Self Employed Mortgage based on last years accounts – Borrow more when using the last year’s net profit
If you need a self employed Mortgage based on last years accounts account then you have come to the right website . It could be me but the ‘r’ word (recession) seems to have been dropped out our vocabulary, as businesses are putting the worst years behind them and continuing to march out of the doldrums, mortgages should be more affordable as the rates have remained low. Increasing profit trends are encouraging and there are Mortgage Lenders that will look to the latest set of accounts and net profits to base their affordability assessments on. It is of course, not as straightforward as that as the majority of Self Employed Mortgage Lenders still err on the side of caution and apply an average over two or three years . In this article I will explore the Mortgage Lenders that use the last year’s net profit figure in more detail.
Firstly, it is important to bear in mind the following:
- A two year average used in conjunction with a high income multiple could still produce a higher borrowing amount than a Mortgage Lender that works off the latest net profit figure but has a lesser multiple.
- For major shareholders of limited companies (directors over 20% shareholding) some Lenders will include retained profits in their affordability assessments rather than simply take the dividends and directors remuneration (salary) which is more favourable.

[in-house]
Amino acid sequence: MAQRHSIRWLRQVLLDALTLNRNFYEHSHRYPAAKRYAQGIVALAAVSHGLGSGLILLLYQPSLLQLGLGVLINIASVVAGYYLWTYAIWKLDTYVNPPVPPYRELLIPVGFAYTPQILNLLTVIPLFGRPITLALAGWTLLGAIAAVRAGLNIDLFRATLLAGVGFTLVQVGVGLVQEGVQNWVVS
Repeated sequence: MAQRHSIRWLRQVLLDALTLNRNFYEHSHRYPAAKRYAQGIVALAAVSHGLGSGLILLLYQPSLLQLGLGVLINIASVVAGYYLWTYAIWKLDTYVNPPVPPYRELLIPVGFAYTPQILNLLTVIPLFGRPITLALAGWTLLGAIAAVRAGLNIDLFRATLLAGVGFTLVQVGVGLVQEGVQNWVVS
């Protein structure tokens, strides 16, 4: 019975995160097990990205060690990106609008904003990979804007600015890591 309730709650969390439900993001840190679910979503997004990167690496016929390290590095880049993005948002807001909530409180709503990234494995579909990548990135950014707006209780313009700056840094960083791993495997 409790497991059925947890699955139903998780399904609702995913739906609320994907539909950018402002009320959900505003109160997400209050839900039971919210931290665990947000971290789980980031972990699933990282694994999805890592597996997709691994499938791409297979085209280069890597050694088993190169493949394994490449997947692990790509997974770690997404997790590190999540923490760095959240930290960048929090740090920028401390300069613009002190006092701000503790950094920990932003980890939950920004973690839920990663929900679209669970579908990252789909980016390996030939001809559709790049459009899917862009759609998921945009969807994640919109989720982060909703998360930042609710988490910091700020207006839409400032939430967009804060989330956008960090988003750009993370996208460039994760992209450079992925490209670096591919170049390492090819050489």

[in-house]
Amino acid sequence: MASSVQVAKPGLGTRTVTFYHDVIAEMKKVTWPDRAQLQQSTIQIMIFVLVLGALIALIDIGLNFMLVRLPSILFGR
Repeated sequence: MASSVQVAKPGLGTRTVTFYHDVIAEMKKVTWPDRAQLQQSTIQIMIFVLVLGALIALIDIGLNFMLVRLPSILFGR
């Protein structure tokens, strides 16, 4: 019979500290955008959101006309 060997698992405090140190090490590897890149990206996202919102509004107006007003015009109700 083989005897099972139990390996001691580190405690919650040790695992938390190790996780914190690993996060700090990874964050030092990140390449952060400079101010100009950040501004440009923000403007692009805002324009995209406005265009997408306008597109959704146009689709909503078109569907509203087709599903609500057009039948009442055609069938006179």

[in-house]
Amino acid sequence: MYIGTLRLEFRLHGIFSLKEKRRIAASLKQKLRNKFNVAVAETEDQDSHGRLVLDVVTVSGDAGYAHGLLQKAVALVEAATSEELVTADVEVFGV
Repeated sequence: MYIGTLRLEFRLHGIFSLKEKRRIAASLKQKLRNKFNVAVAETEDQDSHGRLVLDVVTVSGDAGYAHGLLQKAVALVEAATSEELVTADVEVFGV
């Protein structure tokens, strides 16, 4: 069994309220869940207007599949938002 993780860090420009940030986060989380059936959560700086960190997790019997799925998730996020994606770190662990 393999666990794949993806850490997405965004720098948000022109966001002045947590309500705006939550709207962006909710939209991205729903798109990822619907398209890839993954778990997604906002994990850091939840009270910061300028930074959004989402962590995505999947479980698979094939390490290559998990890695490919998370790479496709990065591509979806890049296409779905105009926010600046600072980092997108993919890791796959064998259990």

Lenders that work off the last year’s accounts to get a Self Employed Mortgage
When applicants think of Self Employed Mortgage options they often stop short on research. Everyone is busy these days and that is completely understandable. In the case of last year’s accounts this lack of effort can be costly as the usual suspects such as HSBC, Halifax, Nationwide and Metro all apply averages when assessing net profits.
The more flexible solutions are usually from the small building societies or specialist centralised lenders. Borrowing more could mean the difference between your preferred home or compromise.
This is best explained by the following example:
Bob is a self employed grocer. He has been trading for 3 years and it has taken him a little while to prise away custom from the local convenience stall chain outlet. His earnings have shown encouraging trend and he wants to take advantage of this and borrow enough to secure a flat for him and his new wife.
The table below shows the difference between a Mortgage Lender that applies an average compared to one that uses the last year’s net profit figure, using a typical income multiplier of 4.5 times income:
|4.5 times income
|Last Year’s Net Profit
|4.5 times income
This flexible approach may mean the property Bobs wanted suddenly becomes affordable.
If you are looking for a Self Employed Mortgage and want to know howMortgage Lenders we use can further your mortgage chances by using the latest year’s net profit, please call and ask to speak to me personally on T: 020 7993 2044.